I hope that my chosen picture hasn’t run you off. I just think that a majority of people think of RISK when the topic of a board game focused on war comes up. I assure you RISK is not included in this article, except to draw a comparison to one of the games on the list that does share some of it’s mechanics and way of dealing with combat…but that’s it. Nothing more! Promise. This chosen topic today for this entry of the Best 3 Games with….is a little bit hard to clearly explain. I titled it “Euro Military Theme” and what I mean by that is three fold. First, the games I feel fit into this category have combat/conflict in them but the combat isn’t traditional wargame conflict with odds calculations and DRMs. The combat can resemble well known games such as RISK, as mentioned above. Second, the games’ theme has something to do with warfare. Whether it is involved in one of the World Wars, ancient warfare from the Bronze Age or various other conflicts from history. War is somehow included in the game. Thirdly, cards play a large role in the game, but not like a Card Driven Game (CDG) kind of role.

Let me try to give you an example of what I am talking about using a game that I have played but didn’t necessarily make this list. 1944: Race for the Rhine from PHALANX is a Euro Military Themed game. The concept behind it is that you are acting as if you are the supply chief or quartermaster for one of the three well known Allied Generals from World War II (Patton, Montgomery or Bradley) fighting to make it through France after the Normandy landings in 1944 to get across the Rhine River and into Germany as quickly as possible. You have to attempt to advance against growing German resistance, taking risks in order to secure certain advantages, and also focusing on making sure that your supply lines are protected and that your armies are adequately stocked with food, ammunition and gasoline. There is fighting but it is different than a stack of counters in a hex going against another stack of counters to see who does the most damage. This is the type of game that I am talking about in this post. Do you get me? In fact, 1944: Race to the Rhine would have made this list if I had a few more opportunities to play it but I’m just not ready to make a judgment on the game yet. What games did I include on my list that do this well? Let’s find out.

3. 878: Vikings – Invasions of England from 878 Vikings Box CoverAcademy Games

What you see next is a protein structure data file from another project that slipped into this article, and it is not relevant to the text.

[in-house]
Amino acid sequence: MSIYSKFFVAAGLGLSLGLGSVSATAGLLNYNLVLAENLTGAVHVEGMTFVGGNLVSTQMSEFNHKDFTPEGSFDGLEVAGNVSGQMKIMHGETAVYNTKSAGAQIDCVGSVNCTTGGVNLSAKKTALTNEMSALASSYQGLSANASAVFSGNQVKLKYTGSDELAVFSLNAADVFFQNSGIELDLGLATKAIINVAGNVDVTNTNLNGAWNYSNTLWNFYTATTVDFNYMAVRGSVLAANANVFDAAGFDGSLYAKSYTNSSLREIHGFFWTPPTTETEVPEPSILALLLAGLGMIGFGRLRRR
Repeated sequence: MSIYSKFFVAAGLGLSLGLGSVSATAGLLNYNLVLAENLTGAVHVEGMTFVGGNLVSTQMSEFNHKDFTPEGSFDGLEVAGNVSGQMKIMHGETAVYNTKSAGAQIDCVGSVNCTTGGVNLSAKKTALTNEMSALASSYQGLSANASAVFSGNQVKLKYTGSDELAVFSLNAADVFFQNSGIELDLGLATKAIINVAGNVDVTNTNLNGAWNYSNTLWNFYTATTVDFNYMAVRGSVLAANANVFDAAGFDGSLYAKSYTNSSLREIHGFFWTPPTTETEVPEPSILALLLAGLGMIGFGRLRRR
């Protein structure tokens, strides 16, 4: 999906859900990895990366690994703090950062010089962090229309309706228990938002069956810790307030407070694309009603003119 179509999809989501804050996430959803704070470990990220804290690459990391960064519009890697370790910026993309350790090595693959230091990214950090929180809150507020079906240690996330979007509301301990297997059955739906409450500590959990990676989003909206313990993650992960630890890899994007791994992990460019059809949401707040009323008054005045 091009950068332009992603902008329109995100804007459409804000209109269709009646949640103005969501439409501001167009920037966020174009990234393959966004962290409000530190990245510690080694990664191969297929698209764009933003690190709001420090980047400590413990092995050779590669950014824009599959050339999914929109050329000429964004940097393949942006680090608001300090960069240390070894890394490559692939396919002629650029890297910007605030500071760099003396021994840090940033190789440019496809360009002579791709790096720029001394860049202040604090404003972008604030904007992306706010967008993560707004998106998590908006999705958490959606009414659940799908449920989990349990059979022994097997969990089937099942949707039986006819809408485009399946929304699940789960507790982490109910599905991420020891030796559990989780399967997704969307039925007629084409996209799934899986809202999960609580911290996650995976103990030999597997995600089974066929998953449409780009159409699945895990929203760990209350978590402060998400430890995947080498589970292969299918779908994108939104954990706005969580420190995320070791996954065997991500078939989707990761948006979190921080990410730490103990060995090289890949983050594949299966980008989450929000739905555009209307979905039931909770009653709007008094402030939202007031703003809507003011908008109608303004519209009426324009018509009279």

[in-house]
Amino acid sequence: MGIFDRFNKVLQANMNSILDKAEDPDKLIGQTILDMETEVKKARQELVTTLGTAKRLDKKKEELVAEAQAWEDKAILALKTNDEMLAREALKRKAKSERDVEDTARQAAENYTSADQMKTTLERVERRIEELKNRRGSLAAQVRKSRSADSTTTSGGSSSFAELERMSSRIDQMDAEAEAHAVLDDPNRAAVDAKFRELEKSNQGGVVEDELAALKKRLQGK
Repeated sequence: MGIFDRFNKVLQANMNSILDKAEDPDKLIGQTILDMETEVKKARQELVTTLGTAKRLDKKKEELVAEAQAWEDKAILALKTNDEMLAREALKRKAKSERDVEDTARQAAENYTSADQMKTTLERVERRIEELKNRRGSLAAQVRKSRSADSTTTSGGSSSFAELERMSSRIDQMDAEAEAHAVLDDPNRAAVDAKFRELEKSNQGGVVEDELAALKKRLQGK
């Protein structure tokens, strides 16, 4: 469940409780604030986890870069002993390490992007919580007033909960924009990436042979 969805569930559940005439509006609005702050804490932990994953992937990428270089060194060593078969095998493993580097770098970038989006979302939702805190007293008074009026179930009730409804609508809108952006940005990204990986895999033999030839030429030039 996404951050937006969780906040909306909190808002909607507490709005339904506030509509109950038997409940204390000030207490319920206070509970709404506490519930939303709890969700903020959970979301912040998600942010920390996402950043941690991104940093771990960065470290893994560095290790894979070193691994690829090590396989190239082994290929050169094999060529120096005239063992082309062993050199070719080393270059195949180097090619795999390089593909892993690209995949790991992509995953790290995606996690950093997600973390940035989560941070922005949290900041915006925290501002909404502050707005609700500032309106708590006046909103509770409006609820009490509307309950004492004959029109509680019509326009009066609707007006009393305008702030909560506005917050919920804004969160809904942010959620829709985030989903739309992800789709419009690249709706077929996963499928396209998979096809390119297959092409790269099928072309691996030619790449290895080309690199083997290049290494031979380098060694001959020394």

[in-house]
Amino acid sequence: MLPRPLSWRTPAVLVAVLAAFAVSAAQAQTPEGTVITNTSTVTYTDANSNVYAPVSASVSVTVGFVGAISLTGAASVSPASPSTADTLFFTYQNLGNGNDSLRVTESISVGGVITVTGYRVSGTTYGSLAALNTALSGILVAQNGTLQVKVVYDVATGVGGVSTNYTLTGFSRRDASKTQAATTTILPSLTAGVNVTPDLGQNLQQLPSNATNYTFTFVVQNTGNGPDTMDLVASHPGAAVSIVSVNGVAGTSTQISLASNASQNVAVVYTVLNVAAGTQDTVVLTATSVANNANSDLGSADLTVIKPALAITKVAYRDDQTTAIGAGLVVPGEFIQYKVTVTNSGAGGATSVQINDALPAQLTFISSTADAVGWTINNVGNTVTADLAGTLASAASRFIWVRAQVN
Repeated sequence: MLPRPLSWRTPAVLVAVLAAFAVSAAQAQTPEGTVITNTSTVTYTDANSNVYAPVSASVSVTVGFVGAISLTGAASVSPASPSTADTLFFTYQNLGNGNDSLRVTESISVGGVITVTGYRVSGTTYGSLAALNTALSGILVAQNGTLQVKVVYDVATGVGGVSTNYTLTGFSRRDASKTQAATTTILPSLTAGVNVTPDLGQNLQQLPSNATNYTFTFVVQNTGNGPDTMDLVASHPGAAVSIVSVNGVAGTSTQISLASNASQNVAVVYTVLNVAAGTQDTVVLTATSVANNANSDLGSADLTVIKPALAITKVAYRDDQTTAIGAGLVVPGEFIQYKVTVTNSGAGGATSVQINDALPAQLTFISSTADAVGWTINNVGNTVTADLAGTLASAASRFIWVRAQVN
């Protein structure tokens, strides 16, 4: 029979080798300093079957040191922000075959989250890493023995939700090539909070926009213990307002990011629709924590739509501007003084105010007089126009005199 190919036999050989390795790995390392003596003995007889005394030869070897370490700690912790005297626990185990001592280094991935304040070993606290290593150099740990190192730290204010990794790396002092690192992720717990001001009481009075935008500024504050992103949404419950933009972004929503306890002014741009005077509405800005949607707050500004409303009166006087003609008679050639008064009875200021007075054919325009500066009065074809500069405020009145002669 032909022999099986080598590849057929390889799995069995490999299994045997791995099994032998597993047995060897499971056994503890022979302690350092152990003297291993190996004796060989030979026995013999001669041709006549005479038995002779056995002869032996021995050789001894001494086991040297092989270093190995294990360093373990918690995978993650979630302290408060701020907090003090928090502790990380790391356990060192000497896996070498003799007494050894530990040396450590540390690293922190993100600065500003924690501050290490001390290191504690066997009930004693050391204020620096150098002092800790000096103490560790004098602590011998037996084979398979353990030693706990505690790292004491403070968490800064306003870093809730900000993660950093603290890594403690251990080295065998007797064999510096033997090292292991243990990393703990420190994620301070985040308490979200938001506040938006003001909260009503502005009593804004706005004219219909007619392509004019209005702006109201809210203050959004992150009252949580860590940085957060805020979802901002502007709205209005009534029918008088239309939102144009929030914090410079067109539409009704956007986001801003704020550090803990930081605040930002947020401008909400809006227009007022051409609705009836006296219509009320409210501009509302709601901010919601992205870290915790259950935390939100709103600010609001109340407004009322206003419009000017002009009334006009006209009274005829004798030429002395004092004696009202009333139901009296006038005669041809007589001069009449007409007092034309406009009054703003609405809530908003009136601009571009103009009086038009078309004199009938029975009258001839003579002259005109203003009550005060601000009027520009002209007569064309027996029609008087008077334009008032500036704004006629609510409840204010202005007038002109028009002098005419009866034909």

The first game up on this list is 878: Vikings – The Invasions of England from Academy Games. This game is the first release in their new Birth of Europe series, and I hope to see many other topics covered in future entries. This game is very similar, and uses many of the same mechanics as games in their Birth of America Series such as 1754: Conquest – The French and Indian War, 1775: Rebellion and 1812: The Invasion of Canada. One of the reasons that this game made this list is that it uses a historical theme, that of the continual attempts by the Vikings to raid England and claim land and glory for themselves. The game uses wargame mechanics such as a blind chit-pull (they are actually large plastic cubes color coded to each faction) to decide what side gets to act first but focuses on more Euro mechanics such as the use of cards to activate and move armies into Battle. The Battle system is simple but fairly clever and you really have to have a good understanding of the dice makeup of each of your units involved in order to be able to be effective. In fact, the system really reminds me a little of RISK.

A Battle happens when opposing units occupy the same Shire. There can be multiple Battles in each round and the active player gets to choose the order in which they happen. The defender always has the initiative and therefore gets to roll their Battle dice first, removing any casualties from the enemy force and any of their own actions as well, such as Flee or Command (where a unit can be moved to an adjacent space occupied by that factions’ pieces). The attacker then rolls their dice and applies the results. Battle will last until one side or the other is the only one standing in the space.

878 Vikings Dice Results
The different results found on each faction’s dice. Notice how powerful the Berserkers are as compared to the English units below.

The number of dice that are rolled are determined by 2 factors. The type of units involved in the combat and the number of those units. For the English, Housecarl units may roll up to 2 dice, while Thegn units can roll up to 3 dice and their Fyrd brethren can roll up to 2 dice. In order to roll the number of maximum dice though, there must be units of that type up to the number of dice. For example, if there are only 2 Thegn units in a given Battle, they can only roll 2 dice, not their maximum allowed 3. If they lose a unit, they will then only roll 1 die in future Battle. This mechanic reminds me a little bit of RISK, as mentioned earlier. But the system works well for this level and difficulty of game and the dice symbols really add some interesting outcomes. I really have enjoyed this game. 878 is a light wargame and will not confound you with the multitude of strategic choices that it offers. That being said, there is enough strategy here that you must be aware of your situation and that of your enemy. If you just willy-nilly attack, you will lose. A great implementation of a war theme using mainly cards, dice and Euro mechanics.

I, Spy Blackmail2. I, Spy from Lost Boys Productions